Authorities in New York are attempting to identify a persistent gas smell across a large part of lower Manhattan.
Manhattan was shrouded in low cloud on a misty winter's day
Morning commuters in Manhattan reported a strong gas-like smell, but Mayor Michael Bloomberg said he was confident the odour was "not dangerous".
A stretch of the commuter train service between New York and New Jersey was temporarily halted, and some Manhattan office buildings were evacuated.
The US Department of Homeland Security ruled out any link to terrorism.
Mr Bloomberg said there were no indications of high levels of natural gas on New York's energy network.
"It may just be an unpleasant smell, but at this point we do not know any more than that," he told a news conference, adding that investigations were continuing.
"The one thing we are confident about is, it is not dangerous," he said.
The city quickly appeared to return to normal, although there was no early agreement about what the smell was.
Across the Hudson River in New Jersey, officials said the source of the smell was a gas leak originating in the Chelsea district of Manhattan, but that could not immediately be confirmed.
Gas supplier Consolidated Edison said it fielded about 700 calls from people worried about the smell, which appeared to have died out by early afternoon.
Office worker Brandon Atkins told the BBC that the fumes seeped into his Manhattan building.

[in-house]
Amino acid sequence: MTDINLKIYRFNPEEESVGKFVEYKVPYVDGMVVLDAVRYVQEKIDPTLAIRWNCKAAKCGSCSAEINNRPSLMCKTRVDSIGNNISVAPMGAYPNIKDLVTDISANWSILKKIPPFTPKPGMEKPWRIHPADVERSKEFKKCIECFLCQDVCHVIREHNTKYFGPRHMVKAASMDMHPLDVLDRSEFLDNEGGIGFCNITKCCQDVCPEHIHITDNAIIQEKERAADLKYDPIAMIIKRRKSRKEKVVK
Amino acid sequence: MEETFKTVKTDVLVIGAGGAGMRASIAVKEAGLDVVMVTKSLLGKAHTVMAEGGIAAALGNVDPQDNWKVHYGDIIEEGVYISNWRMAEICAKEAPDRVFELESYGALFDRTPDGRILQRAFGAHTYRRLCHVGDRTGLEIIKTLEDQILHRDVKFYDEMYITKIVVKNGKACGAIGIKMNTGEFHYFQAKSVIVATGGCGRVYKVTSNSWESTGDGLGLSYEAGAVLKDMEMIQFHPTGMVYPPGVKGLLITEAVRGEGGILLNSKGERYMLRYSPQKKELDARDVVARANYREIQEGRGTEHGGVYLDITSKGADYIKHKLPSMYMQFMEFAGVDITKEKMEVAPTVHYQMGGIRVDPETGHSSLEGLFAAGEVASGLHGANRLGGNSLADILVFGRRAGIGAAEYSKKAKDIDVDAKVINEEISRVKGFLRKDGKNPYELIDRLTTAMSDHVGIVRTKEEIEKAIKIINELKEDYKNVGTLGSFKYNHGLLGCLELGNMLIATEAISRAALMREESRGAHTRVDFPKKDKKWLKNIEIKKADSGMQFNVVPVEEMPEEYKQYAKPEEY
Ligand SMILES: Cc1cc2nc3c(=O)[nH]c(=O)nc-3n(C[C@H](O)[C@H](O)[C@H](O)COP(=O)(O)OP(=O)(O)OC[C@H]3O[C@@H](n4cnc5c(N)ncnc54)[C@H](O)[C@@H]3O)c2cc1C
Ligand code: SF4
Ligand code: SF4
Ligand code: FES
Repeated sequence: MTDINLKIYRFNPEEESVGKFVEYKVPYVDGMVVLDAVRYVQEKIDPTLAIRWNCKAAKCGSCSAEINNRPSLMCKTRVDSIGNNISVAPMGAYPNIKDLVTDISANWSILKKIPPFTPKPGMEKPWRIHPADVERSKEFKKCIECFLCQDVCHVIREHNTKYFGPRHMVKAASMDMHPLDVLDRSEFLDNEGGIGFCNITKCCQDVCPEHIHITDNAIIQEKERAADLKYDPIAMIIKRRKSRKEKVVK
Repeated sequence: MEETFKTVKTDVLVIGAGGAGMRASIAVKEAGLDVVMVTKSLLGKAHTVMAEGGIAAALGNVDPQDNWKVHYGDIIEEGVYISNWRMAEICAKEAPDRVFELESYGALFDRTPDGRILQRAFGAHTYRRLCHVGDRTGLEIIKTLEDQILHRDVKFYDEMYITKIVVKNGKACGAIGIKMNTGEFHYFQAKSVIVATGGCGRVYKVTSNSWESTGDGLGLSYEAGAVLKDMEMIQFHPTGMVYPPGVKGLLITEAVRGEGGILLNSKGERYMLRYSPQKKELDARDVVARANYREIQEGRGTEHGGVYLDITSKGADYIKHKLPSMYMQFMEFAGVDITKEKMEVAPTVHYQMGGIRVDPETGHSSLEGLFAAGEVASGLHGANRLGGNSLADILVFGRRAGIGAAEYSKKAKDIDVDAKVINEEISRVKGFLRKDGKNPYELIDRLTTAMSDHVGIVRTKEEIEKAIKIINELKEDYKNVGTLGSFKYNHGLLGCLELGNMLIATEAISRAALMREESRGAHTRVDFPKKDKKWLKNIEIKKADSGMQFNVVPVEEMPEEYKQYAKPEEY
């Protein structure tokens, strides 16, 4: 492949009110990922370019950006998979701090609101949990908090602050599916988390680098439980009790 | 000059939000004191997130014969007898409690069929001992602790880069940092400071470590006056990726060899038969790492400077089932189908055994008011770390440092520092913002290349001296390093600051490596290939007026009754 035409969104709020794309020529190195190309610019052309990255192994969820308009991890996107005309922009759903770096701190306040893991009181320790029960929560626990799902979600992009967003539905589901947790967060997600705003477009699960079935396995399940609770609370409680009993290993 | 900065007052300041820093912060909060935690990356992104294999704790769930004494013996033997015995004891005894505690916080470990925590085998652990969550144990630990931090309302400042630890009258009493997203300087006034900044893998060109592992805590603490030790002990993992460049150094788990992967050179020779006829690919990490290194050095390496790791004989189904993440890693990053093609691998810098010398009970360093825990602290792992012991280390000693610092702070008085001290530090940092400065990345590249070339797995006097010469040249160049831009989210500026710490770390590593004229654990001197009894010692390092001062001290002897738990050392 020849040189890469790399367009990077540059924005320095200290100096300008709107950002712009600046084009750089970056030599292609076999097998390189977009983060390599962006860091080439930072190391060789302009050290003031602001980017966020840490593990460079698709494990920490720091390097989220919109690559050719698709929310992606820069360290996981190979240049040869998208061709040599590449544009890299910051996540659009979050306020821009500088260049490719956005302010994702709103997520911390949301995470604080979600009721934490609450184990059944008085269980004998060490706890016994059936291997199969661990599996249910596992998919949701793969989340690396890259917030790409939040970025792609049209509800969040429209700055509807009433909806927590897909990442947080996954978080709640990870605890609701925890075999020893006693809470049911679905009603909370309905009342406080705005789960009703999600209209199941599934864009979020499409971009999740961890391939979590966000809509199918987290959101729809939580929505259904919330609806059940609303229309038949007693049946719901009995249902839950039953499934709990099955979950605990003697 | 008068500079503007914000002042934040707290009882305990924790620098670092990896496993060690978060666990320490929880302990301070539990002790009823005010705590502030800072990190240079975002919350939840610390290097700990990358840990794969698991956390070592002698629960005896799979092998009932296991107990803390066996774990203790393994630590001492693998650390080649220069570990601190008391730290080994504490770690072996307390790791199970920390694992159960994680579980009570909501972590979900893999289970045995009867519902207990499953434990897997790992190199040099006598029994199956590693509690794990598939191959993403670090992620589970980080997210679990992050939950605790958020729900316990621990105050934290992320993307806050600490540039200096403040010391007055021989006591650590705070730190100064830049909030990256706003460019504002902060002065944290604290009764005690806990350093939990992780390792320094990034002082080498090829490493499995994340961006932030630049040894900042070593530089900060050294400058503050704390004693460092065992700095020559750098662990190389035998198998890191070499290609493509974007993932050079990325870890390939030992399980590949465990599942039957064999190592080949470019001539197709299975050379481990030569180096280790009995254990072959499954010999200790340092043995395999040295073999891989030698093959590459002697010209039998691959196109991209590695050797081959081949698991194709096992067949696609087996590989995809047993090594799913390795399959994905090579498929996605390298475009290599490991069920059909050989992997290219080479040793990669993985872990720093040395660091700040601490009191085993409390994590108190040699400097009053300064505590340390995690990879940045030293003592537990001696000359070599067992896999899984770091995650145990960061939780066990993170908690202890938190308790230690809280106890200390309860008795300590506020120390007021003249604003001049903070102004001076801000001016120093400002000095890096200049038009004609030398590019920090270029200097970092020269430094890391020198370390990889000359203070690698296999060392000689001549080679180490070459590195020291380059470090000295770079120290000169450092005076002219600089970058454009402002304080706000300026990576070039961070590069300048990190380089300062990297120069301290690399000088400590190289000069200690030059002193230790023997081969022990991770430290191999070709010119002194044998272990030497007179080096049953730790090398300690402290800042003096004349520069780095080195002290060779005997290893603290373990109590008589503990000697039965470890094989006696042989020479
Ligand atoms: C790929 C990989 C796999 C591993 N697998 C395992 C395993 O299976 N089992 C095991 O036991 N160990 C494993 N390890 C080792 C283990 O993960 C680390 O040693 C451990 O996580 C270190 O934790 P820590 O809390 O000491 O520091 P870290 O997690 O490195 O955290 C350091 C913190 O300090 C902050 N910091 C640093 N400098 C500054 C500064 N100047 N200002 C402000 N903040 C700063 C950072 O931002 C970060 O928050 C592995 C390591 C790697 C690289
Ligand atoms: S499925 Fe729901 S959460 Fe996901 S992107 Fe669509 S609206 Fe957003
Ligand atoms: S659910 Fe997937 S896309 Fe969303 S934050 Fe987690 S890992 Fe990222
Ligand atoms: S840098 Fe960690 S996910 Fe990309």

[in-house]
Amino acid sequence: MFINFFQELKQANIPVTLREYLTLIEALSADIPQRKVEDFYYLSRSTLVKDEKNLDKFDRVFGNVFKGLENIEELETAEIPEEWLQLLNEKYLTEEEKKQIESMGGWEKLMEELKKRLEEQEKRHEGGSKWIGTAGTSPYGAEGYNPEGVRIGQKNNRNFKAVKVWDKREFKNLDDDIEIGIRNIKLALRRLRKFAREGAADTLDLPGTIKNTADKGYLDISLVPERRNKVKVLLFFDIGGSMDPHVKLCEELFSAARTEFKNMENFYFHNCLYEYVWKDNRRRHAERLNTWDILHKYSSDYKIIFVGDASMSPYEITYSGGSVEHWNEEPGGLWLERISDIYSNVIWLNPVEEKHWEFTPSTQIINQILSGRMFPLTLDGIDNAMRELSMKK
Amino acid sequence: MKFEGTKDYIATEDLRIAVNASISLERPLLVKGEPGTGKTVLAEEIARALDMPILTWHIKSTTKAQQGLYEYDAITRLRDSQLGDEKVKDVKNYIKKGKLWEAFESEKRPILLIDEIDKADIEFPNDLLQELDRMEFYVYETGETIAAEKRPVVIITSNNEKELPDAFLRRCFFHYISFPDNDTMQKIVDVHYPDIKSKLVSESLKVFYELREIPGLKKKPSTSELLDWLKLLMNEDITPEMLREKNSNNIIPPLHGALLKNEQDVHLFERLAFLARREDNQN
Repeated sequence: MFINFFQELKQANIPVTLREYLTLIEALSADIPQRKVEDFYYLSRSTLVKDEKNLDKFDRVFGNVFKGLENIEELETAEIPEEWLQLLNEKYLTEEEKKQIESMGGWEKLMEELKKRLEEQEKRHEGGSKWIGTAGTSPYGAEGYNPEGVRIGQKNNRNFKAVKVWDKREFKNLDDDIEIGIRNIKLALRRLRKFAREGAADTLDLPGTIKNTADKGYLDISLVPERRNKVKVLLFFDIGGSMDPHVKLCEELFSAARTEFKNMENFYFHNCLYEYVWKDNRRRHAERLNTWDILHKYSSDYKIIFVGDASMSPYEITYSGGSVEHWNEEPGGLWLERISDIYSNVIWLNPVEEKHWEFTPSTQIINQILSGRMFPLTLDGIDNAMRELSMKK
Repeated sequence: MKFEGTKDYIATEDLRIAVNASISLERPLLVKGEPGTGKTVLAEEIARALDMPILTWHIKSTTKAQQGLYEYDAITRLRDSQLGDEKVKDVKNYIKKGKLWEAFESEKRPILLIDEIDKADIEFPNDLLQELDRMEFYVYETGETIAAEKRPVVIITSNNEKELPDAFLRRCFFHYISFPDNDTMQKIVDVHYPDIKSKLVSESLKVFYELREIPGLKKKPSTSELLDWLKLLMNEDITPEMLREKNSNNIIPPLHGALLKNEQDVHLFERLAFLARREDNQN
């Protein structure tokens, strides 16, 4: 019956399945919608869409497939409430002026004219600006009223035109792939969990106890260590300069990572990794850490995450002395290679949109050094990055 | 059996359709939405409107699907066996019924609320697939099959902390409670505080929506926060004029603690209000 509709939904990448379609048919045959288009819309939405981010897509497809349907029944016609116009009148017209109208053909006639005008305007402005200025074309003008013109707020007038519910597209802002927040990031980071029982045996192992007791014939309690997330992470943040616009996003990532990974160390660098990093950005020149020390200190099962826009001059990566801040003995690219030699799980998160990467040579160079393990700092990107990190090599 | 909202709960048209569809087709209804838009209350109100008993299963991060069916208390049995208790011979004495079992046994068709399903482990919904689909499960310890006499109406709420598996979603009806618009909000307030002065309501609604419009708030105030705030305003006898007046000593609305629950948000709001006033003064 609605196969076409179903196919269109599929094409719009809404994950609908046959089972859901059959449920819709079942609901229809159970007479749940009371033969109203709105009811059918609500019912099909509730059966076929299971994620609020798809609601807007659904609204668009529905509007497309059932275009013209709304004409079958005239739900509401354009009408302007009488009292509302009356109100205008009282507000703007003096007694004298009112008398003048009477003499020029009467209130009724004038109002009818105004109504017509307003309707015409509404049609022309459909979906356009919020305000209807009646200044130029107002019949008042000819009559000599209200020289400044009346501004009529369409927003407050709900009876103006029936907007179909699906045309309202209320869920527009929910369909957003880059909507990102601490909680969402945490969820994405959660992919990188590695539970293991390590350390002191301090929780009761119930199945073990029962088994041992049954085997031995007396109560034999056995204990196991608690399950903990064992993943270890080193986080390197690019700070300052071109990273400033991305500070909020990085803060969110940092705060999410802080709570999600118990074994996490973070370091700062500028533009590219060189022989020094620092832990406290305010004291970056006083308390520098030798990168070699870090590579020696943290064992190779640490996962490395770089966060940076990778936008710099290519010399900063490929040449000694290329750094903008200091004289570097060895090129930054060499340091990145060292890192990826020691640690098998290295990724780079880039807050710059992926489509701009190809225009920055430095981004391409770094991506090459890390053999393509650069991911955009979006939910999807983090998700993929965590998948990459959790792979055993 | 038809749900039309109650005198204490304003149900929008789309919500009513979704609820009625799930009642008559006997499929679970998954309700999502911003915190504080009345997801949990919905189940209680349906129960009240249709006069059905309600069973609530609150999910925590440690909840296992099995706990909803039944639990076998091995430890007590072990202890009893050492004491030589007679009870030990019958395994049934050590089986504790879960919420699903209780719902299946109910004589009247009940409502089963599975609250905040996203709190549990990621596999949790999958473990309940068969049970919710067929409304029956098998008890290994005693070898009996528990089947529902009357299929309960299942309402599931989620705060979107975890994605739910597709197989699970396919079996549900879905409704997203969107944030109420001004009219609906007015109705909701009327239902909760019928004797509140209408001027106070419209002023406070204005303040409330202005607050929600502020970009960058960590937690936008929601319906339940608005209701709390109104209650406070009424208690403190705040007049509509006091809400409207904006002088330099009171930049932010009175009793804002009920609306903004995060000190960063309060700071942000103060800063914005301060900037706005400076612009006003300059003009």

"Most people evacuated although the smell was worse on the street," he said.
"My wife in Jersey City told me she could also smell it there so it seems to cover quite a large territory."
New York residents contacted the BBC, describing the smell as a mix of natural gas and burnt rubber, or saying it was a strong methane odour.
Gas supplier Consolidated Edison, which pipes gas into much of New York City, said it was investigating the reports, but told US TV network MSNBC that there was "no abnormal flow" of gas in Manhattan.
There was a previous report of a gas-like smell in August last year in parts of Queens and Staten Island, the Associated Press news agency said.
Natural gas is mainly composed of methane, but has no smell itself.
A substance called Mercaptan is added to the compound to give it a smell to allow its early detection in the event of a leak.